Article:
Once you have a framed arrangement you like, press the Share sheet button in the lower right hand corner. Your screen will flash as it captures your scene. Choose where you want to save your scene. Sharing to the Notes or Mail apps adds a report to the capture image.
After you've saved a scence, try some variations by changing the current scene or by creating new scenes. Later on, refer to your reports saved to Notes when you work with clients or shop for frames and mats in a store or online.
Back it up with Gallery and Scene archives
An archive is a Wall Gallery Designer data package that can be saved to the Files app or shared to Notes, Mail and Messages. To create a backup, tap the Archive item on the or menu. When you create the archive, you place it in a location using the share sheet. This means that you can send the archive to someone via mail or messages or add it to the Notes app. You can also choose to save the archive with the Files app in any location accessible to the Files app such as iCloud. If you share the archive with someone else who has Wall Gallery Designer they will be able to restore the archive on their devices.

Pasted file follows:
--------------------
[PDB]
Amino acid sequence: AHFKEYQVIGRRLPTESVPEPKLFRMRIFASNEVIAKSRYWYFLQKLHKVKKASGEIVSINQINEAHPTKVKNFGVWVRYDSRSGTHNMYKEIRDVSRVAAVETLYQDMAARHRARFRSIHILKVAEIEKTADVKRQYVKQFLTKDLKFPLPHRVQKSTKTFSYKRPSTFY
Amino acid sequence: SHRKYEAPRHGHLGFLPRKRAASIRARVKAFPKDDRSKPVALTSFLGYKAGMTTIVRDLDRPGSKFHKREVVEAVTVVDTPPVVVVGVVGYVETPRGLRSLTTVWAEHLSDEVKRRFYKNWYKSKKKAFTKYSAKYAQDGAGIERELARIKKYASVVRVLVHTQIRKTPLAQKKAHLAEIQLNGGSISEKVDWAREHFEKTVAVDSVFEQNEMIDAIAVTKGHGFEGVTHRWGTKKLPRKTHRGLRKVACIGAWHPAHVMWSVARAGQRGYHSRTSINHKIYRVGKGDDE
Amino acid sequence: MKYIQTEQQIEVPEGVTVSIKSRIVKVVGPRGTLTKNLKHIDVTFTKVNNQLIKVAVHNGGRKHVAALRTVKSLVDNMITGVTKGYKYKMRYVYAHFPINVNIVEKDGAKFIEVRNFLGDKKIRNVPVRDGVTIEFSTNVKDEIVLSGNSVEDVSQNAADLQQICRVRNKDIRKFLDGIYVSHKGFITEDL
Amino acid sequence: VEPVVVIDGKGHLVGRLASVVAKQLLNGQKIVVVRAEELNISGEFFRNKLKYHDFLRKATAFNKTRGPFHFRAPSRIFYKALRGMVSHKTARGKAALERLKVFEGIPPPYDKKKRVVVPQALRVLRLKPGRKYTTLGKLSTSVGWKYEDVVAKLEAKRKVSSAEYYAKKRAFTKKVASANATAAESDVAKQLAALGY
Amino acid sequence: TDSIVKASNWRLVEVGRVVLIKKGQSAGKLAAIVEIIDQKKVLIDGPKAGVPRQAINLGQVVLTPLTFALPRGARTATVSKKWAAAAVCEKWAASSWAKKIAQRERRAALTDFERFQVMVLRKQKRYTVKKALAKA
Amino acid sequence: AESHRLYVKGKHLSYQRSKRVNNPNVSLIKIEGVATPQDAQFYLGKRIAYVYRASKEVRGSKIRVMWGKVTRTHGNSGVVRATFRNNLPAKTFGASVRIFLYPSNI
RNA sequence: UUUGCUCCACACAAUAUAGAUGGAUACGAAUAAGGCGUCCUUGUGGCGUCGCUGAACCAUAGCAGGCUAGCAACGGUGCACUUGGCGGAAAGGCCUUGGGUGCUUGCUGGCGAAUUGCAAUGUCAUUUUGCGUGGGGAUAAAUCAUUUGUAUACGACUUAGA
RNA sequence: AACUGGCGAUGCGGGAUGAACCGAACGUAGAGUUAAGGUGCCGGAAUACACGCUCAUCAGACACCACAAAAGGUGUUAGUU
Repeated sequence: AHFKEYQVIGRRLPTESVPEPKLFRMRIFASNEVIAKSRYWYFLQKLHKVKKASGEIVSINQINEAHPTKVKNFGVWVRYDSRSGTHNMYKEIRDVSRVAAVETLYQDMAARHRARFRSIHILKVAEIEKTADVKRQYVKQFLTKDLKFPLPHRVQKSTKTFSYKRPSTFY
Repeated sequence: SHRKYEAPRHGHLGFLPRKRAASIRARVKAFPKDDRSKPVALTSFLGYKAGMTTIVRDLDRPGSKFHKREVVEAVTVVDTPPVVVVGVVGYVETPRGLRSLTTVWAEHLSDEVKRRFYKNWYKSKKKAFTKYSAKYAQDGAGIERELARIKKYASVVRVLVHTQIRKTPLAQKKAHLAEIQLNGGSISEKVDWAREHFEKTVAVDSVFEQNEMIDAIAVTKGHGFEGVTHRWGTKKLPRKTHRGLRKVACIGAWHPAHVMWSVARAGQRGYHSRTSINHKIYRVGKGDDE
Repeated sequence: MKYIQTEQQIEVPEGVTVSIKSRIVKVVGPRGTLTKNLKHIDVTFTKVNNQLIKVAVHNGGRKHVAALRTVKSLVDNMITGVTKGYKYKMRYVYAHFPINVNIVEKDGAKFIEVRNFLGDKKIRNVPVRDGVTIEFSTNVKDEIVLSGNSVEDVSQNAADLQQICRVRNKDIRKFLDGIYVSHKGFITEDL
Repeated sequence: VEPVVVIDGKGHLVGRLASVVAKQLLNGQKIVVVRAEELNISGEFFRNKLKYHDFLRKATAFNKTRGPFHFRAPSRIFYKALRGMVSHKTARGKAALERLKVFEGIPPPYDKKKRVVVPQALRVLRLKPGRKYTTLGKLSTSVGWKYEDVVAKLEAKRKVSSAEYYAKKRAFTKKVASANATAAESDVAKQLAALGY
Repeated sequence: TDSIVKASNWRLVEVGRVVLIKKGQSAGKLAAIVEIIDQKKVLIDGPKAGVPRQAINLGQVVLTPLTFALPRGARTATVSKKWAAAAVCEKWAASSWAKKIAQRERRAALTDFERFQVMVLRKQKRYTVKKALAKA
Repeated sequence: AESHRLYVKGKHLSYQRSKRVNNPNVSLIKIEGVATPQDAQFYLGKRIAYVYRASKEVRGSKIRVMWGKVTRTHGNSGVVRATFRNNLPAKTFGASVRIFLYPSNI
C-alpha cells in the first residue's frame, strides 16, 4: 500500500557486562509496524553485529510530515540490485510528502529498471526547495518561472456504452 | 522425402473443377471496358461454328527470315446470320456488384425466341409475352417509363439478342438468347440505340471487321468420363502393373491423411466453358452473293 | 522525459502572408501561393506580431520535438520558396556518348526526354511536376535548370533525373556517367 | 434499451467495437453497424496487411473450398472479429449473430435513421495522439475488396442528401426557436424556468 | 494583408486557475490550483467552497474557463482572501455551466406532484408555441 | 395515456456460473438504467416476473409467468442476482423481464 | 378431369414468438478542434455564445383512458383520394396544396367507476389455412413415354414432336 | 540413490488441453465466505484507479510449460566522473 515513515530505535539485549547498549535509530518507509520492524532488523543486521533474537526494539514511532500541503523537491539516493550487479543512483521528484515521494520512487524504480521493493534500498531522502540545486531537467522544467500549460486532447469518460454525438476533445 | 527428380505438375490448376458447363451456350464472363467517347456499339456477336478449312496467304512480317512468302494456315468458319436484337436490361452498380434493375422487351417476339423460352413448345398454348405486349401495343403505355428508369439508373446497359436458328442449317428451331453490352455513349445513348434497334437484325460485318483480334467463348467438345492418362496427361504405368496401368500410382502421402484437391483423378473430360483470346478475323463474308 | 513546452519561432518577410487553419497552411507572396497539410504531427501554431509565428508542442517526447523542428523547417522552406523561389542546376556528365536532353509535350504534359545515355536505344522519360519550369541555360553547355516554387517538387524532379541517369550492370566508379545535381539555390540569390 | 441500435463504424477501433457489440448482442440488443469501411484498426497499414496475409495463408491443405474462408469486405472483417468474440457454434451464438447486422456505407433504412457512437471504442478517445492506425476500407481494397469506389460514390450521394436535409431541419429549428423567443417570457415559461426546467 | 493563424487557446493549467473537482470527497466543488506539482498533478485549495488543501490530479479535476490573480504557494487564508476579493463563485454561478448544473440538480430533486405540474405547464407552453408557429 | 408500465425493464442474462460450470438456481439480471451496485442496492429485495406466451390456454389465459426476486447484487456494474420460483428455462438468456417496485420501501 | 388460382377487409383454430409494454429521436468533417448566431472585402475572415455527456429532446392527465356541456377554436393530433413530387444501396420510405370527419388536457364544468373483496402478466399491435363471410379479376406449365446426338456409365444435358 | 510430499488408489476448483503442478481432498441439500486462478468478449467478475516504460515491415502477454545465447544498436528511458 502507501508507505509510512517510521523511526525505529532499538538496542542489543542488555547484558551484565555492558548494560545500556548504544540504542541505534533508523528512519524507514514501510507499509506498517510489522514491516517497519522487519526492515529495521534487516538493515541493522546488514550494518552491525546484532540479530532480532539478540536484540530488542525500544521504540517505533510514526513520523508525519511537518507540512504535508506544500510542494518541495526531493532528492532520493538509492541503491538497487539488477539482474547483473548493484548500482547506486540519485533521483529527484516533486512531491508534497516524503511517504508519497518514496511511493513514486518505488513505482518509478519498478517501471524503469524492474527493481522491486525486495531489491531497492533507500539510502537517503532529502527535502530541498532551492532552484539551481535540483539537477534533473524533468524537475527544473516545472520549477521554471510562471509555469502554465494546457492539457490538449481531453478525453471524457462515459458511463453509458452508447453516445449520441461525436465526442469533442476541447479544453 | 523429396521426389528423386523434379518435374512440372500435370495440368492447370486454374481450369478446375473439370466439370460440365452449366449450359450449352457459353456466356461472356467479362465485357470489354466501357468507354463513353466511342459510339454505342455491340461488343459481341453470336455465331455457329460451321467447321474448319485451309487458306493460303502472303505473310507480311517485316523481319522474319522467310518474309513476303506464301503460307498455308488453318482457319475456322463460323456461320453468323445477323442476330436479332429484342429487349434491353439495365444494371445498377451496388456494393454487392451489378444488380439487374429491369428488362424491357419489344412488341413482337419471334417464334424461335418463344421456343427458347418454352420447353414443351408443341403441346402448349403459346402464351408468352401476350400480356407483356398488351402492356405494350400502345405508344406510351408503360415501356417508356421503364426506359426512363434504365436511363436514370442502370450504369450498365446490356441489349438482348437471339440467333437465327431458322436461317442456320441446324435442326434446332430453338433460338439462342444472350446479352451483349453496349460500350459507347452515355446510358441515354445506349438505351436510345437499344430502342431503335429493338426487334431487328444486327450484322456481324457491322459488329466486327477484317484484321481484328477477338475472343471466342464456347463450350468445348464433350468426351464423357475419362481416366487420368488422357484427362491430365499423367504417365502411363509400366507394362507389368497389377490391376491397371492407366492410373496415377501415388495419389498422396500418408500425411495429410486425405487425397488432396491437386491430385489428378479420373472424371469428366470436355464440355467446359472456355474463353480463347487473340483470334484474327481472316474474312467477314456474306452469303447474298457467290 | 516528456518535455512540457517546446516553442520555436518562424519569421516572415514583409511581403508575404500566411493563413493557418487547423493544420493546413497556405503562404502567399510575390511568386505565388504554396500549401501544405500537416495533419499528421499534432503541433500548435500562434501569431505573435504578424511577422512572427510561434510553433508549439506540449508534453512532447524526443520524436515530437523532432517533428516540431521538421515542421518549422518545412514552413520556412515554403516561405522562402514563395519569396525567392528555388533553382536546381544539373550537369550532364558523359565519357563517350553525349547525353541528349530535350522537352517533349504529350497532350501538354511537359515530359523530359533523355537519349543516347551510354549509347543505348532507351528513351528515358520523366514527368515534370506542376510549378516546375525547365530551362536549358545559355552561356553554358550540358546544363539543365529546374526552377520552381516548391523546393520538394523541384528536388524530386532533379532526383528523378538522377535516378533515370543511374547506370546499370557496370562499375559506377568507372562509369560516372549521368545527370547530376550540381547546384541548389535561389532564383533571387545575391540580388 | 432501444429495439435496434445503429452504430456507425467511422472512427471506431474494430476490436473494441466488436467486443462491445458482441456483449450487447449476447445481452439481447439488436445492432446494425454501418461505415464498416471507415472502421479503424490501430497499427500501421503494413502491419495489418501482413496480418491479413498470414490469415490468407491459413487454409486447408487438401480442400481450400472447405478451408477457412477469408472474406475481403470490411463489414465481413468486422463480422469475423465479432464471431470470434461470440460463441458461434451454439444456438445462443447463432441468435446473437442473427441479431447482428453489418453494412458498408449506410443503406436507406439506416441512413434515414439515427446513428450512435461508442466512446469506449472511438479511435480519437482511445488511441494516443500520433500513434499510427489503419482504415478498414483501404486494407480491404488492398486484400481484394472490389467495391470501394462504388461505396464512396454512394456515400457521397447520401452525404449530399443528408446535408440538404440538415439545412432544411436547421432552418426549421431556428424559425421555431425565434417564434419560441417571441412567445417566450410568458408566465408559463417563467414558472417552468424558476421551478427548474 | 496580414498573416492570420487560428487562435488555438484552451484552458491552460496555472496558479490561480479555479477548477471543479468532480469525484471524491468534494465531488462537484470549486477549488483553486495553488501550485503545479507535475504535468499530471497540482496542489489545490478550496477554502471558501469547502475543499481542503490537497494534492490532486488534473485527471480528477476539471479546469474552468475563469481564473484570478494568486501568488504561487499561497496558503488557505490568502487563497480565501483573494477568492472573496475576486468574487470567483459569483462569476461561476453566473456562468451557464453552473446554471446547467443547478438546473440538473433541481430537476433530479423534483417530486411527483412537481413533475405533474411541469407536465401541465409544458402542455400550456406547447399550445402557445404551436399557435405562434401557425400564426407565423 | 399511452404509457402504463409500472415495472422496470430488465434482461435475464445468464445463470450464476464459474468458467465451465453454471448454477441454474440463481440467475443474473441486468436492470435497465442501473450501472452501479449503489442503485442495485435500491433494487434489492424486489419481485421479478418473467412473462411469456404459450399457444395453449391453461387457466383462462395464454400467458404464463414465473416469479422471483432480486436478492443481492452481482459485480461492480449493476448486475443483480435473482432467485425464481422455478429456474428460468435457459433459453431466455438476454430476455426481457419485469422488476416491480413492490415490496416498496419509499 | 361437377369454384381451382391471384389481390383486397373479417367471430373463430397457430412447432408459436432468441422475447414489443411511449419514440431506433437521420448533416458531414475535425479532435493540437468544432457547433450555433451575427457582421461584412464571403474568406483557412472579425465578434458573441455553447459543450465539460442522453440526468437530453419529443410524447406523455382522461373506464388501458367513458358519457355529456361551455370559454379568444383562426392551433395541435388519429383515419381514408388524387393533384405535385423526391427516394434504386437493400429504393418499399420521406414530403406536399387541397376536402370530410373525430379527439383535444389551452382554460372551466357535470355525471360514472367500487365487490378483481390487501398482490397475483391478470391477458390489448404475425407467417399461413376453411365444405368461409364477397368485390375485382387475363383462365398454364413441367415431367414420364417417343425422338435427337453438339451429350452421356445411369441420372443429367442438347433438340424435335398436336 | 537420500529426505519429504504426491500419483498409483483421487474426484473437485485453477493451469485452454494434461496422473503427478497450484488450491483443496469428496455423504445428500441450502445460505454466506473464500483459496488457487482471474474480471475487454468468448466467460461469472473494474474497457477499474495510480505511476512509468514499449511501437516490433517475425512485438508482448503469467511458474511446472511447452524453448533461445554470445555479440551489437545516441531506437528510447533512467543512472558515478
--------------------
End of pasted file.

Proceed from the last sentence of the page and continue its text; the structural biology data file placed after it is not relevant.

Restore any archive later with the Restore archive item on the menu. Each archive includes copies of any framed photos in that Gallery or Scene.
Once a project is complete, archive its gallery or scene and then delete that gallery or scene to keep only active projects in the app.
Besides backups, you use archives to share a scene or gallery with other app users or with support. You also use archives to transfer scenes and galleries to your other iPhones and iPads with the Files app via iCloud.
Make a template Gallery
From the menu, choose New gallery and name it Templates. Switch to a different gallery and layout frames in a design. Copy that design to a scene in the Templates gallery with Copy scene to gallery... on the menu. If you have photos in the design, switch to the copied scene in the Templates gallery, while all frames are selected and tap the (•••) button. Then tap Remove photo. Afterwards, the scene contains frames without pictures. Later you quick start a new project by copying a template scene to the project gallery with Copy scene to gallery... on the menu.